As I’m feeling in a particularly ranty mood this morning, let me explain THE most annoying things that coaches, players and other athletes ask me about strength and conditioning training and diet.
I’m also gonna cheat a bit and include stupid statements that I’ve heard people make!
Most of these people will not even change their own opinions and beliefs in the first place. It takes a strong person to have an open mind, look at themselves and say, ‘wow, I guess I have been doing that wrong, I will take your advice and change immediately’. How often do you hear that? Almost never.
Of course a coach should be cynical of new unproven ideas and stick to his/her principles, but every now and then it doesn’t hurt to have a good look at yourself and change something for the BETTER.
Let’s take a look at the most annoying questions/statements made about training and diet:
- We’ll train with you in the off-season….and then do road running to maintain fitness.
Yep, a coach actually said this to me. Sadly, if you think jogging a few miles 2-3 times a week will maintain your team’s strength, power and lung capacity built by training with sleds, powerlifts, strongman tools and interval training you are sorely mistaken.
Distance running actually decreases strength and power if done too often and especially if done with zero strength training. This is very bad.
- We gotta load up on Jelly Babies before the game! Don’t we?
Let me give you the short answer, NO. Simple sugars, contained in sweets and all sports drinks, will cause your blood sugar to rise. This is good if you have already started exercising. Start sipping sports drinks and eating sweets >20mins into a workout/competition and you could get some benefits. I don’t mind that.
If you’re still sat on your arse in the changing room then the body doesn’t know what’s about to happen, it will do what it always does and try to get blood sugar back to normal.
Blood sugar will be rebalanced by the release of the hormone insulin, but insulin will immediately cause blood sugar to drop below normal levels before rebalancing itself to a base level. This is called a sugar low, and eating loads of sugar is a great way to feel sleepy and lethargic. Why the hell would you want to feel like that during sport?!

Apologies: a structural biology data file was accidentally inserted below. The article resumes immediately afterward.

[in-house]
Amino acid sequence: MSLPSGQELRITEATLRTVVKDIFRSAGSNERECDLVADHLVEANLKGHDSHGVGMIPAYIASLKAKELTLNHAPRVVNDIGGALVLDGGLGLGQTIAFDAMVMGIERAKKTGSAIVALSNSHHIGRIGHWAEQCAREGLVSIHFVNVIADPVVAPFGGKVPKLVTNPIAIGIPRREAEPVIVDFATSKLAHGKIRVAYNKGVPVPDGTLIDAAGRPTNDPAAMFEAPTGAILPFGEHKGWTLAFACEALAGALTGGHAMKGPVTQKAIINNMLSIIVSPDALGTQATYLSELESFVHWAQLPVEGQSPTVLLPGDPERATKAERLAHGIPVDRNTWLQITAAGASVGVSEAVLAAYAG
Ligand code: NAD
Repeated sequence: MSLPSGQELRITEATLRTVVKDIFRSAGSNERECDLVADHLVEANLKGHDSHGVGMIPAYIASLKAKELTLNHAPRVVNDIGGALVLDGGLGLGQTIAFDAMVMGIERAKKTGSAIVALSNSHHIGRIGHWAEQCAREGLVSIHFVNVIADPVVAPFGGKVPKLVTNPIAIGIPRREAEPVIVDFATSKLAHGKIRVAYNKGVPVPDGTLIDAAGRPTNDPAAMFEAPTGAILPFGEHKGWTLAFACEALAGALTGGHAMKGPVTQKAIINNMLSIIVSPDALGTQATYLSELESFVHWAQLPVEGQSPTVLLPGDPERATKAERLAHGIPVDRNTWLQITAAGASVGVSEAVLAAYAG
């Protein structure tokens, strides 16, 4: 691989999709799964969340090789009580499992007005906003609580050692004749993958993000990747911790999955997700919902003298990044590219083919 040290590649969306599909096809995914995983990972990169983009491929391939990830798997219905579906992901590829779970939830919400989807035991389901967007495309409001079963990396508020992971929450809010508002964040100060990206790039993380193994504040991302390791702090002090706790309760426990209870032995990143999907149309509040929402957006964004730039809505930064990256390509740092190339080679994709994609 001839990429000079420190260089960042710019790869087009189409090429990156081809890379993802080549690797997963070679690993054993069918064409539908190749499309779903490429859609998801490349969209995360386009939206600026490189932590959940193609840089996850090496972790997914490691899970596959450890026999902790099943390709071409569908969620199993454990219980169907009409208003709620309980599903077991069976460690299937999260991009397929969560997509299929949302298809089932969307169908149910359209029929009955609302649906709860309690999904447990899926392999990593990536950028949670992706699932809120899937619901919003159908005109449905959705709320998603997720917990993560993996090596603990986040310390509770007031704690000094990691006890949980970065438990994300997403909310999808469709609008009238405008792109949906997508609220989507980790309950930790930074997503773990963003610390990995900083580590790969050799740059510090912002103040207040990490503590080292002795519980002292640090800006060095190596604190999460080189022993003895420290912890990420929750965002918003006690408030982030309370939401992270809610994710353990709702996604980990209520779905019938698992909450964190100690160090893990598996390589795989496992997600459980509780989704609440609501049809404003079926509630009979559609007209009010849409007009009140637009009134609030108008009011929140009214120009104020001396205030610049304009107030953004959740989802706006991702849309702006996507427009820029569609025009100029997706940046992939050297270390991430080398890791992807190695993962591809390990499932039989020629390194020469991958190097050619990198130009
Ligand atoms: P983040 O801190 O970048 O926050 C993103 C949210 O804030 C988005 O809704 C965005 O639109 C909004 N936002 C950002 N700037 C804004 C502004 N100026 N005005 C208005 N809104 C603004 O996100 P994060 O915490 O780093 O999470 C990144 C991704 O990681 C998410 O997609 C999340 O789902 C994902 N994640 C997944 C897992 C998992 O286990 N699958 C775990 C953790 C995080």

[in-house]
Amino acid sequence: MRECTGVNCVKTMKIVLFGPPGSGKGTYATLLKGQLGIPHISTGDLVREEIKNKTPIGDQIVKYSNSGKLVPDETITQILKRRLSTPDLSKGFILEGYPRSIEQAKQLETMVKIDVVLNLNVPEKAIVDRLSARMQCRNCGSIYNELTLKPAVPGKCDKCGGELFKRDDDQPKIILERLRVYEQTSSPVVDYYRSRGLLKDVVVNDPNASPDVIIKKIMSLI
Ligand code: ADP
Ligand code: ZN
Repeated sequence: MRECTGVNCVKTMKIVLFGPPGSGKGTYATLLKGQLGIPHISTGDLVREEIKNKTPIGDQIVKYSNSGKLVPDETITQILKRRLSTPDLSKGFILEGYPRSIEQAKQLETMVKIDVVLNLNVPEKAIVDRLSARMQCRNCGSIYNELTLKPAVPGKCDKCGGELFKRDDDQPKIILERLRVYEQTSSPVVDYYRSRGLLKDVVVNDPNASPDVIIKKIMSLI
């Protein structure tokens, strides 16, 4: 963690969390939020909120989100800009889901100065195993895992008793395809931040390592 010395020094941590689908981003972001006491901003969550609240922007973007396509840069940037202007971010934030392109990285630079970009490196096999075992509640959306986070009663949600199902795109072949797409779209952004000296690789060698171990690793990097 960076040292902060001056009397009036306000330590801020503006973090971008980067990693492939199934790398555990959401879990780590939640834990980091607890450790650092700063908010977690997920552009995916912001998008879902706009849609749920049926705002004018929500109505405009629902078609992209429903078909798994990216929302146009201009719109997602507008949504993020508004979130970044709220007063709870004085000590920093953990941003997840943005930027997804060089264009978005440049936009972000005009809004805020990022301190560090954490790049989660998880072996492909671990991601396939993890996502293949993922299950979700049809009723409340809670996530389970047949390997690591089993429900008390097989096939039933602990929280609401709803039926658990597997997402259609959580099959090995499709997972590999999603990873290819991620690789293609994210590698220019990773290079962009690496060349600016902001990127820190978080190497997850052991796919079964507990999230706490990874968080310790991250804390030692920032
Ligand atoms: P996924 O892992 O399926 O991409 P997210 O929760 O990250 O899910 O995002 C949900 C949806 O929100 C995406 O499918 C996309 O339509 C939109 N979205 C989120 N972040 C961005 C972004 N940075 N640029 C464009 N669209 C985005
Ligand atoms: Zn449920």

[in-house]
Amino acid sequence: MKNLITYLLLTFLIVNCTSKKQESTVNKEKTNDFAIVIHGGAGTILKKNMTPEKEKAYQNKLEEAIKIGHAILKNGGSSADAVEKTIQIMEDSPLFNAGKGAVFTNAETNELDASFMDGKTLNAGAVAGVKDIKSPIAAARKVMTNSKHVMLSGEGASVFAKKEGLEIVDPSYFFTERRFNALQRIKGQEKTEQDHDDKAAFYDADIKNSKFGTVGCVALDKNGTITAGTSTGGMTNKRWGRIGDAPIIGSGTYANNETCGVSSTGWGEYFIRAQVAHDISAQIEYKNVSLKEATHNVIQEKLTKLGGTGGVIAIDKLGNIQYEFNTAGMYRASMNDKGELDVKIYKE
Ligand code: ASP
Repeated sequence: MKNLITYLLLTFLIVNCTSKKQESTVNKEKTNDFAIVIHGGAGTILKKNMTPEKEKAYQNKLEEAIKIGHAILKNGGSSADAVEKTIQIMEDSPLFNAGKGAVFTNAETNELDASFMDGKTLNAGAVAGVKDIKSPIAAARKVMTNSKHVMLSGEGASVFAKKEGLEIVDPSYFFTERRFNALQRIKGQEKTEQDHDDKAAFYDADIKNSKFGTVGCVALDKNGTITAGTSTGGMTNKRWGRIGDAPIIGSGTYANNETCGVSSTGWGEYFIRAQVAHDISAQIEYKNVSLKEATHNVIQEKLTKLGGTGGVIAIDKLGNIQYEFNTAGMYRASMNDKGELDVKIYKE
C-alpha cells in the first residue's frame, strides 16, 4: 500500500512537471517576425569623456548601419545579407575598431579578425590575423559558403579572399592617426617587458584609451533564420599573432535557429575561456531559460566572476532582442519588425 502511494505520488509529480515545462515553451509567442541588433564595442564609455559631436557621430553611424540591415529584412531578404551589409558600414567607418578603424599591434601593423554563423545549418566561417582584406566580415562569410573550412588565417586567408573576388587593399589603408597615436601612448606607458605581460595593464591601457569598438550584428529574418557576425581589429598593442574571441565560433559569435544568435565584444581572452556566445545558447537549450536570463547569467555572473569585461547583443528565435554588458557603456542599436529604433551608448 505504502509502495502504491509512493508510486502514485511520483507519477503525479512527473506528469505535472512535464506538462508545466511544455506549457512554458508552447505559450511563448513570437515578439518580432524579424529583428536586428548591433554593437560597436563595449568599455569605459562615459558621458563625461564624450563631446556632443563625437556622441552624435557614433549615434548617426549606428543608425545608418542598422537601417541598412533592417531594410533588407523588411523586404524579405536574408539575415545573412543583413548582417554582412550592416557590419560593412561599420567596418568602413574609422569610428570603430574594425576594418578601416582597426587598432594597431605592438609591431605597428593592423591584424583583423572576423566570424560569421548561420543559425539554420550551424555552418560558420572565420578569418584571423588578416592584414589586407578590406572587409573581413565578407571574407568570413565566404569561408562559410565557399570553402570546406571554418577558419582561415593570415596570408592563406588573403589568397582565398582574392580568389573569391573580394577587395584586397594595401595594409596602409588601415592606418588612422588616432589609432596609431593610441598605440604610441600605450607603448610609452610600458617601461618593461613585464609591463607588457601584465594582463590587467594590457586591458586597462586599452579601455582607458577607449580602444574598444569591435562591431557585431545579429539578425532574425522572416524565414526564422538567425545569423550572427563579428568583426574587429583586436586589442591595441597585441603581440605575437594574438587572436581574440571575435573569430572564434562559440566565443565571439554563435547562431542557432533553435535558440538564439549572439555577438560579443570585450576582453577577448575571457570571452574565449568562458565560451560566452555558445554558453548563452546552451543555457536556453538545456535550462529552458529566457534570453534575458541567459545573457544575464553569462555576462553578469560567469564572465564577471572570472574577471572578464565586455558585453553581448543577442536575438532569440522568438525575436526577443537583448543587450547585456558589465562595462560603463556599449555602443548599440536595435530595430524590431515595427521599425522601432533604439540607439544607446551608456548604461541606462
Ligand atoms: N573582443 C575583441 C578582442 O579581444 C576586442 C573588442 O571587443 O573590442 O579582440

- We have just got an insider to photocopy the strength and conditioning program of my favourite premiership team, we are gonna follow it and get huge and strong!
You might, but you’re training an under 14s team who haven’t lifted weights in their entire life, it’s probably not a good idea to jump straight to an elite strength and conditioning program.
If you were the conductor of an orchestra and no one had played their instruments before, let alone read a classical piece of music, would you begin on day ONE by giving everyone a copy of Tchaikovsky’s 5th symphony in E minor? What do you think it would sound like? How would your orchestra feel?
Probably, they’d feel like a bunch of tone-deaf failures. But of course, you wouldn’t start here; you’d run through the basics and build up over several YEARS until attempting a complicated and highly elite task.
So start on press-ups, squats, sprints and walking lunges and make sure everyone can move like a human being. Get the fat ones to eat better and lose weight, get the weaker ones to do more strength work with the team. Create a happy, fun and motivating team environment and progress only when the team is ready.
- What supplements should I be taking to get massive?
This question can come from anyone, but only a small minority of people should be asking it. My basic answer is in the form of another question:
Is your diet perfect?
If not, then work on getting your nutrition dialled in. Make sure that you are timing carbs, fats and protein as and when they are needed whilst eating a wide variety of food. Sleep 8-10 hours a night and eat ZERO junk food.
Then take fish oil.
If you have any intelligent questions ;) then just drop them below and I'll get back to ya!